The Carlisle Mosquito Online

Friday, November 10, 2000

Why you should go to the Special Town Meeting

To the Editor:

Next Tuesday we will be gathering at the Corey Building of the Carlisle Schools for a Special Town Meeting. I hope you will join us for this community event.

It is not an emergency. It is a "Special" Meeting because it's not the Annual Meeting we are required to hold each spring. It's town business that is better done now than later.

If you are thinking we don't need you, think again. Our quorum, the minimum number of voters to do business, is 150. On occasion we have been unable to hold a Town Meeting for lack of that quorum. That's a lot of wasted money and wasted time. Let's not let it happen again.

Carpool with a friend or bring someone who would not drive him or herself. If the baby-sitter market gets tight, consider sharing with your neighbor or, if you decide to stay home, perhaps you could care for someone else's children.

I know that for anyone who grew up somewhere without a Town Meeting, it is too easy to let yourself think that others can and should make the decisions for you or that the committee volunteers you read about in the Mosquito will be the only ones at the Meeting. With this form of government, we vote in the by-laws that govern the town; we vote on spending money; and we vote changes to the way our town government operates. Yes, many things are accomplished by volunteers and staff during the year, and you can and should participate in the regular public meetings, but this is the big one. This is where you cast your vote. If you're not sure what to do when you get to that microphone, I'll be happy to coach you. Let's hear from you.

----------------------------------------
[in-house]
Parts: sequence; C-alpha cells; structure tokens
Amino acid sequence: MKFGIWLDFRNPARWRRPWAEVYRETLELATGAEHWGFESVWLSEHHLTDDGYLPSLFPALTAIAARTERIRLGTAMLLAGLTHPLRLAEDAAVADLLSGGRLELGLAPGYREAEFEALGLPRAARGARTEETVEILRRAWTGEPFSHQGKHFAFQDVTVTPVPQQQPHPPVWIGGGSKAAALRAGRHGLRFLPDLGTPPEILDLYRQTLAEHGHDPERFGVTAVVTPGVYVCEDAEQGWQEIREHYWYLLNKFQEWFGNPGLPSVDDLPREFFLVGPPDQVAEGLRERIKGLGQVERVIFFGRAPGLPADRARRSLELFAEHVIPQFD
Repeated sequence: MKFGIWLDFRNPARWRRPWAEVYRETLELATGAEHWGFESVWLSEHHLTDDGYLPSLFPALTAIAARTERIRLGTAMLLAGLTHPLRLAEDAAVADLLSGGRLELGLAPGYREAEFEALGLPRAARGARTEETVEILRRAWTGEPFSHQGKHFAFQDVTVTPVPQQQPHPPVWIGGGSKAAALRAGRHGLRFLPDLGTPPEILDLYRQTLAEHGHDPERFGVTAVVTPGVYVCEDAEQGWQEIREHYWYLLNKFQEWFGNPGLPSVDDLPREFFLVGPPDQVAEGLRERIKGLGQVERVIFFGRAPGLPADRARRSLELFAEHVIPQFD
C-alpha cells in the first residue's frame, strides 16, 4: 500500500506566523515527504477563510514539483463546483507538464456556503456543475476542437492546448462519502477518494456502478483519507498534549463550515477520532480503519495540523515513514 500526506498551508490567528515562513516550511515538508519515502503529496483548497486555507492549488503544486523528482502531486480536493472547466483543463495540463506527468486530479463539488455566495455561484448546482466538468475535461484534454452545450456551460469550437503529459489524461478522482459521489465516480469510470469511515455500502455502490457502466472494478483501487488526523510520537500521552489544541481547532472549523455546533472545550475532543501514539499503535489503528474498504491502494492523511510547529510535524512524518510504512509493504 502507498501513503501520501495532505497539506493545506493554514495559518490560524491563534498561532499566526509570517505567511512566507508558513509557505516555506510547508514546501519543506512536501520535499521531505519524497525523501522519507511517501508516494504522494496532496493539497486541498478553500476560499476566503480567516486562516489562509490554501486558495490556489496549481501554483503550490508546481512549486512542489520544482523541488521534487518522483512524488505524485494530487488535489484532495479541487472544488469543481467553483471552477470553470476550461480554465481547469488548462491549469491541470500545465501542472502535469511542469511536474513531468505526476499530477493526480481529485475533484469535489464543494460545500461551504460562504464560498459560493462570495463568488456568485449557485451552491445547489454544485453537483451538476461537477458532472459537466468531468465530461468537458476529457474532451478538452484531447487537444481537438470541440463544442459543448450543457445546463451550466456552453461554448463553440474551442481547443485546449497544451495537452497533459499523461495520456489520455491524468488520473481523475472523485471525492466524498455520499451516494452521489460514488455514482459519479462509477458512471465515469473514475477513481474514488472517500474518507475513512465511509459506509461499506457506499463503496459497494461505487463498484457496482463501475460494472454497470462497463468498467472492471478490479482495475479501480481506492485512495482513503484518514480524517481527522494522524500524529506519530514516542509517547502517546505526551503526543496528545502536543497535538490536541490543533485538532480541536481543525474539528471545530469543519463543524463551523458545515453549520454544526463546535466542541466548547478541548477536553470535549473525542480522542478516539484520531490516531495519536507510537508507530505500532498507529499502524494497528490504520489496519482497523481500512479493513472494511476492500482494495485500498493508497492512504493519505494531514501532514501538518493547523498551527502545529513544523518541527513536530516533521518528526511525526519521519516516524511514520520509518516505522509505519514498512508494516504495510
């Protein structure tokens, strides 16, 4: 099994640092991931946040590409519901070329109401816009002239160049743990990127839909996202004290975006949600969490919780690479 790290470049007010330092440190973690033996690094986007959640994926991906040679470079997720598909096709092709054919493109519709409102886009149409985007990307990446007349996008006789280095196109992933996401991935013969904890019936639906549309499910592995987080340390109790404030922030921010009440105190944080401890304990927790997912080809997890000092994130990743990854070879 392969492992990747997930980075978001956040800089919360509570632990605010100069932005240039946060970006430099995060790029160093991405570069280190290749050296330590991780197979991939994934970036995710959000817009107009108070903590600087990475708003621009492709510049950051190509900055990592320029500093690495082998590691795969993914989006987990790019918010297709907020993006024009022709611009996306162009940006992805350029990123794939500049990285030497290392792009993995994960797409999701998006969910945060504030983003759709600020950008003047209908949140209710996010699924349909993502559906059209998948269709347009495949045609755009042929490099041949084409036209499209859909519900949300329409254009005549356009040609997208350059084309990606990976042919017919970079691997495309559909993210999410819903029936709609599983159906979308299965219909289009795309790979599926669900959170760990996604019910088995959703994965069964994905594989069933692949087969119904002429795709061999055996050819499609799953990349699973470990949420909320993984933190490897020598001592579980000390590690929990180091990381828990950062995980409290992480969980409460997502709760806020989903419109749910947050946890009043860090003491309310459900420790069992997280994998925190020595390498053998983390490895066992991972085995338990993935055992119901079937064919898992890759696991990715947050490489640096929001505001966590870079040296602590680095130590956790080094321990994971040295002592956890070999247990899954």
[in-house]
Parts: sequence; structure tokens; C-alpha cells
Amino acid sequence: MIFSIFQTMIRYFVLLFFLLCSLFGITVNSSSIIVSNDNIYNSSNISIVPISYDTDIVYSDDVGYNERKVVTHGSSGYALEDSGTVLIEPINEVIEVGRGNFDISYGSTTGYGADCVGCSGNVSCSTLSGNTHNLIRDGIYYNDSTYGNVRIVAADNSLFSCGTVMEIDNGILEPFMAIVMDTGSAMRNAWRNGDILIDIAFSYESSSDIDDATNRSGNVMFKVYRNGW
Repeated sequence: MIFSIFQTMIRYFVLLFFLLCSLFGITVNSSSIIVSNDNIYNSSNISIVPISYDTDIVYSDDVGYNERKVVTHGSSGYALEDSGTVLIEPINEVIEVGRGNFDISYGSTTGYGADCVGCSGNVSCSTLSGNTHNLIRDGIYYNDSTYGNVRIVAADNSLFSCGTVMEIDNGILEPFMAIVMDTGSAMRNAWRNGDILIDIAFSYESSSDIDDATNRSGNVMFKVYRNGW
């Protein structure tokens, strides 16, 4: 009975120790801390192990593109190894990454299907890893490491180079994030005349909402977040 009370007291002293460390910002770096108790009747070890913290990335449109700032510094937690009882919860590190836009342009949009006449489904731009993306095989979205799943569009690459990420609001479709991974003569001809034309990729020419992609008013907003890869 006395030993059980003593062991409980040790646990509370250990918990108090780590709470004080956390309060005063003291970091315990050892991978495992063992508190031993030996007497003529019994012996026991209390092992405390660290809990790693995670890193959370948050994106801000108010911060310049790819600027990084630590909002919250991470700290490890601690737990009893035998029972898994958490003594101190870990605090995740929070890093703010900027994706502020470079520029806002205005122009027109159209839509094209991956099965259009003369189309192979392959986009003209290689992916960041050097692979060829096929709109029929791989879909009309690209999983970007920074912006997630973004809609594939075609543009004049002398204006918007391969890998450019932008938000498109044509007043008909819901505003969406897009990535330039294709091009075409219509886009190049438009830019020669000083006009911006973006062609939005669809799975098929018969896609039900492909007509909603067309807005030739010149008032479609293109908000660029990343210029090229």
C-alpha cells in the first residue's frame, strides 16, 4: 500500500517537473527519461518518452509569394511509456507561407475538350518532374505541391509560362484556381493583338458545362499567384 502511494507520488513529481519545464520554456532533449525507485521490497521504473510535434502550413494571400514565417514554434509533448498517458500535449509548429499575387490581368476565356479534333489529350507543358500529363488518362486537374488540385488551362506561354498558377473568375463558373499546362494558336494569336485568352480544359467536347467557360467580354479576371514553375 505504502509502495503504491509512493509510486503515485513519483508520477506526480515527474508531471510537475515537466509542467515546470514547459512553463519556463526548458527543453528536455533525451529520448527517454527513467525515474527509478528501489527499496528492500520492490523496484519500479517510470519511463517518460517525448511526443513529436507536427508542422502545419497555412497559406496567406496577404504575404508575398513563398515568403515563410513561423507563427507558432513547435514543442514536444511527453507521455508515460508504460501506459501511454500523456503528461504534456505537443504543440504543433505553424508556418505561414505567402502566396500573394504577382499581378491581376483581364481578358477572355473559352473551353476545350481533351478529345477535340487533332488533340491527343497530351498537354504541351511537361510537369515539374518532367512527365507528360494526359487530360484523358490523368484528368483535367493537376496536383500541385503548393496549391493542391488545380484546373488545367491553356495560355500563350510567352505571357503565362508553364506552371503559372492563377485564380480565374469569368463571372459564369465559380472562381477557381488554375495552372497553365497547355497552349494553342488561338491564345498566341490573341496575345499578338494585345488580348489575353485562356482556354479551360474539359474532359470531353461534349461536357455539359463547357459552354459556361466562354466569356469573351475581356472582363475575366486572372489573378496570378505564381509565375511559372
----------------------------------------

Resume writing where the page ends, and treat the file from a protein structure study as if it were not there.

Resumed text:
If you have any questions about Town Meeting, what to do there, or what to expect, I hope you will ask me. My phone number is 369-5424, home and work. Call anytime.

Sarah Brophy
Town Moderator

There are better ways to control mosquitoes

To the Editor:

Article 7 on the November 14 warrant asks the town to rejoin the Central Massachusetts Mosquito Control Project. I believe this action would increase risks to public health and beneficial wildlife from pesticide exposure, and damage sensitive wetlands all without meaningfully reducing the very small risk of West Nile Virus. Carlisle withdrew from the project over 20 years ago because of similar concerns. Because the town has a better, safer and likely less expensive option, I urge that this article be withdrawn or defeated.